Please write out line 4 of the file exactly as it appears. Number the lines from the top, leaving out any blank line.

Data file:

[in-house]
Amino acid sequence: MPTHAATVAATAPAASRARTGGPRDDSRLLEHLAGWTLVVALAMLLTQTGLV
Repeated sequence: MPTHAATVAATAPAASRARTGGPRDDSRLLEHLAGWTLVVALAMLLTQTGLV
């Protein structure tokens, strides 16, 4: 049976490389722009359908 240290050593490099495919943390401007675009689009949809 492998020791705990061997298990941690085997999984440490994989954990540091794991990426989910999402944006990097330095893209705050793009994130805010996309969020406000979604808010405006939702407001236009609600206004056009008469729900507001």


């Protein structure tokens, strides 16, 4: 049976490389722009359908 240290050593490099495919943390401007675009689009949809 492998020791705990061997298990941690085997999984440490994989954990540091794991990426989910999402944006990097330095893209705050793009994130805010996309969020406000979604808010405006939702407001236009609600206004056009008469729900507001």